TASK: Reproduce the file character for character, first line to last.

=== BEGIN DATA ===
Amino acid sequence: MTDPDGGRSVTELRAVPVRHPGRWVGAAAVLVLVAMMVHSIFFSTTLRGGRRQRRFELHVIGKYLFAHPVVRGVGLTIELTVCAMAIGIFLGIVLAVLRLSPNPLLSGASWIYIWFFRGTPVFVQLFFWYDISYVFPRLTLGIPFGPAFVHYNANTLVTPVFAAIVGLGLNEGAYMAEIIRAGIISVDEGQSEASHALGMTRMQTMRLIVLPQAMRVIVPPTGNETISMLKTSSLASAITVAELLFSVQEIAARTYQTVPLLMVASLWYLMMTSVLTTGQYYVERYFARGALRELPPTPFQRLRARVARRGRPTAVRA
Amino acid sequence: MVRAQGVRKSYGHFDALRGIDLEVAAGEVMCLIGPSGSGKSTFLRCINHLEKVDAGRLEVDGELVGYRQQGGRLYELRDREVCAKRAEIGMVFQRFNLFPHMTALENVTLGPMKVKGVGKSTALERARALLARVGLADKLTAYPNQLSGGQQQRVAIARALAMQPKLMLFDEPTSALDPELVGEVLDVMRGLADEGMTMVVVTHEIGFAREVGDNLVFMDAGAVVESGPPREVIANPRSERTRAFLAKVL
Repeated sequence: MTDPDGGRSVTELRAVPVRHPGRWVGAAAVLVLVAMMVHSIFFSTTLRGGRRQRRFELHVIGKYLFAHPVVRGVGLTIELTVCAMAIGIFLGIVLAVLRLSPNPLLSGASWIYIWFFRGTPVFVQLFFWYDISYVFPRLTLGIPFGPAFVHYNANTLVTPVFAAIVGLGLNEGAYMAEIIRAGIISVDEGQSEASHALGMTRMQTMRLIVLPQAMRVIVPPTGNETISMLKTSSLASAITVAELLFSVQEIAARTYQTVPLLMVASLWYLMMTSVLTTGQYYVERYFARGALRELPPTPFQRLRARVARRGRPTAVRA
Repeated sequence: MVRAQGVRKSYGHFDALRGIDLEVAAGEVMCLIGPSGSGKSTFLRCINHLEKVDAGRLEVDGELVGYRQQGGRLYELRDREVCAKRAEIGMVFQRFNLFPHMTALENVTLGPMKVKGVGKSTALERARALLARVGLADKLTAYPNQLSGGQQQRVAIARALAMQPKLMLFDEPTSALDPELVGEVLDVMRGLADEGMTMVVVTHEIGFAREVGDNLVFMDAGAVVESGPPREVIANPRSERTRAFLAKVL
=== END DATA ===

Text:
Amino acid sequence: MTDPDGGRSVTELRAVPVRHPGRWVGAAAVLVLVAMMVHSIFFSTTLRGGRRQRRFELHVIGKYLFAHPVVRGVGLTIELTVCAMAIGIFLGIVLAVLRLSPNPLLSGASWIYIWFFRGTPVFVQLFFWYDISYVFPRLTLGIPFGPAFVHYNANTLVTPVFAAIVGLGLNEGAYMAEIIRAGIISVDEGQSEASHALGMTRMQTMRLIVLPQAMRVIVPPTGNETISMLKTSSLASAITVAELLFSVQEIAARTYQTVPLLMVASLWYLMMTSVLTTGQYYVERYFARGALRELPPTPFQRLRARVARRGRPTAVRA
Amino acid sequence: MVRAQGVRKSYGHFDALRGIDLEVAAGEVMCLIGPSGSGKSTFLRCINHLEKVDAGRLEVDGELVGYRQQGGRLYELRDREVCAKRAEIGMVFQRFNLFPHMTALENVTLGPMKVKGVGKSTALERARALLARVGLADKLTAYPNQLSGGQQQRVAIARALAMQPKLMLFDEPTSALDPELVGEVLDVMRGLADEGMTMVVVTHEIGFAREVGDNLVFMDAGAVVESGPPREVIANPRSERTRAFLAKVL
Repeated sequence: MTDPDGGRSVTELRAVPVRHPGRWVGAAAVLVLVAMMVHSIFFSTTLRGGRRQRRFELHVIGKYLFAHPVVRGVGLTIELTVCAMAIGIFLGIVLAVLRLSPNPLLSGASWIYIWFFRGTPVFVQLFFWYDISYVFPRLTLGIPFGPAFVHYNANTLVTPVFAAIVGLGLNEGAYMAEIIRAGIISVDEGQSEASHALGMTRMQTMRLIVLPQAMRVIVPPTGNETISMLKTSSLASAITVAELLFSVQEIAARTYQTVPLLMVASLWYLMMTSVLTTGQYYVERYFARGALRELPPTPFQRLRARVARRGRPTAVRA
Repeated sequence: MVRAQGVRKSYGHFDALRGIDLEVAAGEVMCLIGPSGSGKSTFLRCINHLEKVDAGRLEVDGELVGYRQQGGRLYELRDREVCAKRAEIGMVFQRFNLFPHMTALENVTLGPMKVKGVGKSTALERARALLARVGLADKLTAYPNQLSGGQQQRVAIARALAMQPKLMLFDEPTSALDPELVGEVLDVMRGLADEGMTMVVVTHEIGFAREVGDNLVFMDAGAVVESGPPREVIANPRSERTRAFLAKVL